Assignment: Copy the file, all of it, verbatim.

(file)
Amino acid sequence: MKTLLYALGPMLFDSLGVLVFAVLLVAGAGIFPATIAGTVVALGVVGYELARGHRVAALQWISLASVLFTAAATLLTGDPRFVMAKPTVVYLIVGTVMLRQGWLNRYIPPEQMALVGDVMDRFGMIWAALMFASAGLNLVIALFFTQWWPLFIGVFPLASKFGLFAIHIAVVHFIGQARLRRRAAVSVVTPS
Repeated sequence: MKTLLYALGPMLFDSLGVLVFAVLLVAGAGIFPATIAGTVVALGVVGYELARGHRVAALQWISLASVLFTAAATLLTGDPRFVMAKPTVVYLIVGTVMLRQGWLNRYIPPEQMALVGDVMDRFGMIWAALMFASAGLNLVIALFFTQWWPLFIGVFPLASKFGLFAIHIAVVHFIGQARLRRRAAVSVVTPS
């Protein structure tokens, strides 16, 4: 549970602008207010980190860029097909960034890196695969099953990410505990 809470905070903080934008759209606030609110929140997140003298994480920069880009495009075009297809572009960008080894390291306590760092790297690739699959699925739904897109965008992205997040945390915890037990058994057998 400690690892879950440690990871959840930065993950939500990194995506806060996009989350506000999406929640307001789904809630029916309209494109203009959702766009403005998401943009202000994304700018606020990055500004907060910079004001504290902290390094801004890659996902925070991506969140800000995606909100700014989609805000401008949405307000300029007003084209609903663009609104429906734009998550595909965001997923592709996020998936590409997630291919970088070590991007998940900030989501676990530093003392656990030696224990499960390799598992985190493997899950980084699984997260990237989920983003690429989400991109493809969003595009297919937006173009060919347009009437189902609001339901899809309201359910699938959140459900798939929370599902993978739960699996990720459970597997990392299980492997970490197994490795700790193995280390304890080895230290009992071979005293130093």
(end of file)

Amino acid sequence: MKTLLYALGPMLFDSLGVLVFAVLLVAGAGIFPATIAGTVVALGVVGYELARGHRVAALQWISLASVLFTAAATLLTGDPRFVMAKPTVVYLIVGTVMLRQGWLNRYIPPEQMALVGDVMDRFGMIWAALMFASAGLNLVIALFFTQWWPLFIGVFPLASKFGLFAIHIAVVHFIGQARLRRRAAVSVVTPS
Repeated sequence: MKTLLYALGPMLFDSLGVLVFAVLLVAGAGIFPATIAGTVVALGVVGYELARGHRVAALQWISLASVLFTAAATLLTGDPRFVMAKPTVVYLIVGTVMLRQGWLNRYIPPEQMALVGDVMDRFGMIWAALMFASAGLNLVIALFFTQWWPLFIGVFPLASKFGLFAIHIAVVHFIGQARLRRRAAVSVVTPS
């Protein structure tokens, strides 16, 4: 549970602008207010980190860029097909960034890196695969099953990410505990 809470905070903080934008759209606030609110929140997140003298994480920069880009495009075009297809572009960008080894390291306590760092790297690739699959699925739904897109965008992205997040945390915890037990058994057998 400690690892879950440690990871959840930065993950939500990194995506806060996009989350506000999406929640307001789904809630029916309209494109203009959702766009403005998401943009202000994304700018606020990055500004907060910079004001504290902290390094801004890659996902925070991506969140800000995606909100700014989609805000401008949405307000300029007003084209609903663009609104429906734009998550595909965001997923592709996020998936590409997630291919970088070590991007998940900030989501676990530093003392656990030696224990499960390799598992985190493997899950980084699984997260990237989920983003690429989400991109493809969003595009297919937006173009060919347009009437189902609001339901899809309201359910699938959140459900798939929370599902993978739960699996990720459970597997990392299980492997970490197994490795700790193995280390304890080895230290009992071979005293130093």